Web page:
Smith’s illustrations are done in watercolor, ink and gouache. They capture both the quiet of not being able to speak as well as the connection between father and son. When they go to the water of the river, the illustrations show the bubbling and crashing, taking the boy into the river as he swims to the calm open water. They are exquisite.
A marvel of a book that beams with empathy and understanding of stuttering. Appropriate for ages 4-6.
Reviewed from e-galley provided by Neal Porter Books.
This inventive book from the author of We Were Liars offers readers a way to look at the world as more than a single continuum but instead a landscape of possibilities. Adelaide is spending the summer on the empty campus of the private school that she attends and where her father teaches. The plan had been to spend the summer with her boyfriend, but just as summer was about to start, he abruptly broke up with her and headed off to an international study program. Now Adelaide spends her time walking dogs that she doesn’t own and avoiding dealing with her failing grade in a set design course. Then she meets a boy at the dog park and all sorts of options appear to fill her summer with new love, friendship, dogs, accidents, and art.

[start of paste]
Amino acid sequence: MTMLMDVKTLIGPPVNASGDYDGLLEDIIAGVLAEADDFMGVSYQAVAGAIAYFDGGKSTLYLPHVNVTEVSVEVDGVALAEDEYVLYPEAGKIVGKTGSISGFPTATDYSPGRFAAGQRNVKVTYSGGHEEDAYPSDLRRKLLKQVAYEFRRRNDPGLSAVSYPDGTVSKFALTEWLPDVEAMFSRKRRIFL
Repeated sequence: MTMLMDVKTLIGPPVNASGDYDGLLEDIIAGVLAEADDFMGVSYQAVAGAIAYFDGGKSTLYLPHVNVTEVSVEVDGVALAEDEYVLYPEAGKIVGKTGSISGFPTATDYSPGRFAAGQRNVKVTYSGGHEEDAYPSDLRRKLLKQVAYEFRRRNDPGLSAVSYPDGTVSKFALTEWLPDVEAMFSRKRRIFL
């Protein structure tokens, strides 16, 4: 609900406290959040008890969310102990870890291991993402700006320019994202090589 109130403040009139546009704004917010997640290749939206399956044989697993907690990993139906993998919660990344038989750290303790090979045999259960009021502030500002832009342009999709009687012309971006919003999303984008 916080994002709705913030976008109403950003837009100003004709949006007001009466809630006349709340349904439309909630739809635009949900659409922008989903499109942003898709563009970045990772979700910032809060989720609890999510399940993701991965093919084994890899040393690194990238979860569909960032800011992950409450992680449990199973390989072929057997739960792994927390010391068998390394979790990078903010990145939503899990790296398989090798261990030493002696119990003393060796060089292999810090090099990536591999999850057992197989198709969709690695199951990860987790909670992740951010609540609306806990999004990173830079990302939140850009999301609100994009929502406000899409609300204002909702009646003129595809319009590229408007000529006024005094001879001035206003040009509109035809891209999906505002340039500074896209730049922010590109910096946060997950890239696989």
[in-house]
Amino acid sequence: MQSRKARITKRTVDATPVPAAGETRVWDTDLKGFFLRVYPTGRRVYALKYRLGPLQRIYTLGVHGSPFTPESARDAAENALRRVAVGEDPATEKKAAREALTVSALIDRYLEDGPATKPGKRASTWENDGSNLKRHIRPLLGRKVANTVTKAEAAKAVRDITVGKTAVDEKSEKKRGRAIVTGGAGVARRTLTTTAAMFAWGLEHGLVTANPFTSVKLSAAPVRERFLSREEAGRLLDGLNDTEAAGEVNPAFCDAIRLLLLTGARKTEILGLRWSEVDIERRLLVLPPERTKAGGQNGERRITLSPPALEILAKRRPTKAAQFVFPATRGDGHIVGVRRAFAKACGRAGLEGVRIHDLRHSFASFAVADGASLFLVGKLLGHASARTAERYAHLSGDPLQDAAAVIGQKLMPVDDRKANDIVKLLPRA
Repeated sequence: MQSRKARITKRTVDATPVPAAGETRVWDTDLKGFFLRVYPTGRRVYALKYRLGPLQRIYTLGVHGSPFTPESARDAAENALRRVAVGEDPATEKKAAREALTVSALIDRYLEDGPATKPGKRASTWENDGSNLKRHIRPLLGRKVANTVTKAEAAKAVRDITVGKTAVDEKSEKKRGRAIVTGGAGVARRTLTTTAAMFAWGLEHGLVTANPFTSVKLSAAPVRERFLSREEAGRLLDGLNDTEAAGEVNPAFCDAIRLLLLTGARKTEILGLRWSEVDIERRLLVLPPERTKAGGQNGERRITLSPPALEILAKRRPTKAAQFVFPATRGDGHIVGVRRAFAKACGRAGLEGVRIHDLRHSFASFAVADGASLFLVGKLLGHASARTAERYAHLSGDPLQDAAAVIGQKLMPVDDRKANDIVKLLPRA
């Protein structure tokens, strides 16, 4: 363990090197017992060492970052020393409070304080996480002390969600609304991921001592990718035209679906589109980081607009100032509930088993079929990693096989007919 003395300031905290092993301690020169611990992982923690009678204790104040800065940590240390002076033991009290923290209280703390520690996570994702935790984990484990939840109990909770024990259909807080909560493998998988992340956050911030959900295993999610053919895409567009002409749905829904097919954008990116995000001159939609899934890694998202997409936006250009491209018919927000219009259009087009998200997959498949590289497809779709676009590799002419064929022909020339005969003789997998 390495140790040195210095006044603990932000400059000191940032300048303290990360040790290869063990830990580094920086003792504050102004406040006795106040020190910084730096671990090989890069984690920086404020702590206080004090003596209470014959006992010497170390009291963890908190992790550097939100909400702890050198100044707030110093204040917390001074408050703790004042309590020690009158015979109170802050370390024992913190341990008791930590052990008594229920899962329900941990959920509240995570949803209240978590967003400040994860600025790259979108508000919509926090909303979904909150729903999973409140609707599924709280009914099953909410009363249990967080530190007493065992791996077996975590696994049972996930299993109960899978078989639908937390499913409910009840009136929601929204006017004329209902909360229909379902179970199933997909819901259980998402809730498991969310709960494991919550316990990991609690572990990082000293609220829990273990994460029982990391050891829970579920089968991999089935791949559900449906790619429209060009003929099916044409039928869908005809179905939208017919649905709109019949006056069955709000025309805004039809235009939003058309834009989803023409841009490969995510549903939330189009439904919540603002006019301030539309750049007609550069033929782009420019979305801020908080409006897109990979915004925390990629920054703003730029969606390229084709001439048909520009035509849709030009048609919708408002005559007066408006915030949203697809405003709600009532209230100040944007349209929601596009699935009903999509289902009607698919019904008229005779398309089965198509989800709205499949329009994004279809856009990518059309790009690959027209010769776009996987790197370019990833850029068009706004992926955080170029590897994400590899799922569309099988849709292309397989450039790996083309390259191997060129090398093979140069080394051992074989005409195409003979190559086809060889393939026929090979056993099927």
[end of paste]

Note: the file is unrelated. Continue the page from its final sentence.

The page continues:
Lockhart is a constantly creative author who manages to continue to surprise and delight with her novels. Here she explores an entire world of parallel universes driven by small choices in daily lives. It’s a way without being preachy to show us all that we do not have one chosen monogamous relationship that is our destiny, but rather many options, parallel and fascinating, endlessly spiraling out from one another.